Next morning we talked. Sister Ann was a gracious and wise woman who had worked with children in the Los Angeles ghetto and understood the problems of the poor.

“I believe,” she said, “God puts people in my way who need my help and for six years now that’s been John Lee. I’ve been a teacher all my life and I know there’s always one or two who need special help. John Lee only has a little formal education, sixth grade I believe, but he’s been working to improve himself and trying to help the younger men, so I take care of his needs by sending him books to help him do that. And we write back and forth all the time. Sometimes I write him every day, but at least two or three times a week. I’m eighty-one and too old to teach anymore, so I spend my time talking back and forth.

“He really loves you and I am happy you have so many children (I have seven now, including John Lee) because it shows you have learned how to nurture. The way I see it, he needs nurturing more than anything, and I think God has sent you to him so he can have that.”

I hung up the phone and sat a long time contemplating that word “nurture.” A gentle word from a gentle lady.


Justice for John Lee: How It All Began – Chapter 6

John Lee in the Red Jump Suit of Death Row

John Lee in the Red Jump Suit of Death Row

I have always been aware of the responsibility I have as a writer toward my readers, that what I write can effect their lives. But not until John Lee came into my life did I realize that what I write can change the course of my own life.

One day John said to me, “I’ve been thinking about your book, The Road from Chapel Hill.

“What did you think?” I asked him.

“Tom’s life was like mine in many ways.”

“Tom was a slave. How could his life be like yours?”

“Because I’m a slave too, a slave of the state. It says so in the thirteenth Amendment to the Constitution. And because Tom did not know his father, and he was taken away from his mother when he was very young. But mainly because . . . you know that part in the story where Tom learns to read and realizes he’s not stupid?”

“You mean when he ran singing and shouting through the streets?”

“Yeah. I know how he felt. See, my true education did not start until I came to Death Row in nineteen ninety-two at twenty-five years old. I was very upset and confused when I was sent here. I could not understand why this had happened. Then one day an older prisoner came to me and gave me a book called Holy Qu’ran. He told me that if I studied that book it would lead me into knowledge, wisdom and understanding. “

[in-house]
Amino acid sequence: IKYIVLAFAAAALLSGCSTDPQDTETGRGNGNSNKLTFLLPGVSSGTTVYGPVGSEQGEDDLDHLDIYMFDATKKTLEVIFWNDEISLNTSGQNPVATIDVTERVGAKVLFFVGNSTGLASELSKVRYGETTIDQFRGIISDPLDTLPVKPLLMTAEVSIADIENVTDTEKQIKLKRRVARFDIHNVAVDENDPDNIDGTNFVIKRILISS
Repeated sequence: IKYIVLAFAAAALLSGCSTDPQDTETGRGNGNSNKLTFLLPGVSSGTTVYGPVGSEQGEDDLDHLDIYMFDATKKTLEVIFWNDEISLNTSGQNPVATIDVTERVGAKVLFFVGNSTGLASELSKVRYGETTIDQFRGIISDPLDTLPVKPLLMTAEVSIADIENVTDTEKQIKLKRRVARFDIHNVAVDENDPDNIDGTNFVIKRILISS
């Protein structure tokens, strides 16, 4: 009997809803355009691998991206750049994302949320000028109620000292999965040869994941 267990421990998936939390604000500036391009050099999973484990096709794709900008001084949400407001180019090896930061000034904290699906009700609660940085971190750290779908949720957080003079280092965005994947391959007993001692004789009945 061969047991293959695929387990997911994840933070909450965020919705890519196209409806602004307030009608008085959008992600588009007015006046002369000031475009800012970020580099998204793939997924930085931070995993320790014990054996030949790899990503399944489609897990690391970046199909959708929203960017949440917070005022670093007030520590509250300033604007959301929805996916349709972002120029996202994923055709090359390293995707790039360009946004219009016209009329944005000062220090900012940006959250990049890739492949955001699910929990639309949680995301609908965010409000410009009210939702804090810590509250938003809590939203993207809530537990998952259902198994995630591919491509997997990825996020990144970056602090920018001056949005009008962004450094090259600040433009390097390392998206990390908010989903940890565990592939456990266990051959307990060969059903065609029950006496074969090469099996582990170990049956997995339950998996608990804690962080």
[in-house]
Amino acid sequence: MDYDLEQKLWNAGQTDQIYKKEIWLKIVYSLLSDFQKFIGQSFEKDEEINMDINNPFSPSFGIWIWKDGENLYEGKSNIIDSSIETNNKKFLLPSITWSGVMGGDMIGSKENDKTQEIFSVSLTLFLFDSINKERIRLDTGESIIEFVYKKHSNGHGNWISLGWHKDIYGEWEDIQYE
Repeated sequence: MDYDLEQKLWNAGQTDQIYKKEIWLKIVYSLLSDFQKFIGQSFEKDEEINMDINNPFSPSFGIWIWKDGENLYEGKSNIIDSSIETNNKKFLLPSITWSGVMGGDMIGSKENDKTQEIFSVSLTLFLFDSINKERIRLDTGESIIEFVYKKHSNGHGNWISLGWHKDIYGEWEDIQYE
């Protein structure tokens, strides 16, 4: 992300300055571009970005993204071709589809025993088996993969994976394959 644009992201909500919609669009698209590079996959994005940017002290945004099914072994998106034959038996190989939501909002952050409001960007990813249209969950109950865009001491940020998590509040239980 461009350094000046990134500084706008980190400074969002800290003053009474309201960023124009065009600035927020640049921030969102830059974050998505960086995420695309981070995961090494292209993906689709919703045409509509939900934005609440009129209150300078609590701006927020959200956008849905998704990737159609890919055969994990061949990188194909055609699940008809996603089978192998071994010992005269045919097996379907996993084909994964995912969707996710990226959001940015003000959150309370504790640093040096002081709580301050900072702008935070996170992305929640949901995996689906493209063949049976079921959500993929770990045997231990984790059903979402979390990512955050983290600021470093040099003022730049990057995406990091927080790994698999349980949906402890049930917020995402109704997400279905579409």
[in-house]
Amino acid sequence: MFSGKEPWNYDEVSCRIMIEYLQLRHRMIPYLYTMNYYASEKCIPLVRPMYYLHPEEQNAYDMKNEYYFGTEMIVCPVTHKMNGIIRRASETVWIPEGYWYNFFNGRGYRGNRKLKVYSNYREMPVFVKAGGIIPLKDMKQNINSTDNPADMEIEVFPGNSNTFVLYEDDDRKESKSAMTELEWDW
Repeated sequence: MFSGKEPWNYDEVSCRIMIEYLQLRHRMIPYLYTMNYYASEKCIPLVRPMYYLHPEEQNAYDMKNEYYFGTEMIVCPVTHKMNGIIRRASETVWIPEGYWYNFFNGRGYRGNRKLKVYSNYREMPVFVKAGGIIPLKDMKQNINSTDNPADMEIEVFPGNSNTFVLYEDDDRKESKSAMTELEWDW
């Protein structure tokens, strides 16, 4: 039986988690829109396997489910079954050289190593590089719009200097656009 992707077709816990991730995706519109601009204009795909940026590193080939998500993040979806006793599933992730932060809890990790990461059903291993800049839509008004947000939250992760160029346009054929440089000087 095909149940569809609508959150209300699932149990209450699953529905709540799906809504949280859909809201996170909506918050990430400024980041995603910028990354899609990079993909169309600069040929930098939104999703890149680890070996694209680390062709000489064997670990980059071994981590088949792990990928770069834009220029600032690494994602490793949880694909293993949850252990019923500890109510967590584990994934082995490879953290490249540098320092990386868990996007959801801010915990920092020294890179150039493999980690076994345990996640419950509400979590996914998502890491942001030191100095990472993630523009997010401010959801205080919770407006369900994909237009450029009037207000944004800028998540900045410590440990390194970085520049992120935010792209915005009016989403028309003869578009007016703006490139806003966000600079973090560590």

“That night while locked in the cell, I realized that I couldn’t read this book very well because I wasn’t a good reader. The next day I talked with the older cat about this problem. He told me to have no shame and to start asking everyone for help. So I started asking everyone to explain word meanings to me, and every day I would sit in front of the TV and look at different commercials and repeat what the person was saying and the name of the product, and when I didn’t understand I would ask someone to say the name of the product for me. “

“Now reading is my biggest educational strength today. My attachment to books has restrained me from getting involved in gambling, drinking, fighting, and doing unpleasant things in here. And it’s taught me how to express myself. At first when I wrote to penpals, I didn’t know how to put my thoughts into words, so I would copy out of books because the writer could say it better than me. Gradually I learned from writing it all out how to say it for myself. It taught me how to think as well, because while I was writing it out, I was thinking through what the writer was saying. Now I am thinking and analyzing everything all the time.”

I was fascinated. “Tell me what it felt like, how it felt inside your head when you first began to think.”

He thought a while.

“It was like when you notice a butterfly not as a butterfly, but as a living, pulsating energy as it flaps its wings. I began to see things a lot differently and more clearly. Free! I felt free! Just like Tom did in your story.”

“I’m still learning about thinking and I’m getting better at it all the time. That’s why I like to talk to educated people, people like you. It makes me think in different ways and I get to understand more about the world and why people do the things they do. You don’t know this, but you’ve already helped me change some of my opinions just by being willing to come see me and talk with me like I am a human being.”

He smiled. “Thank you!”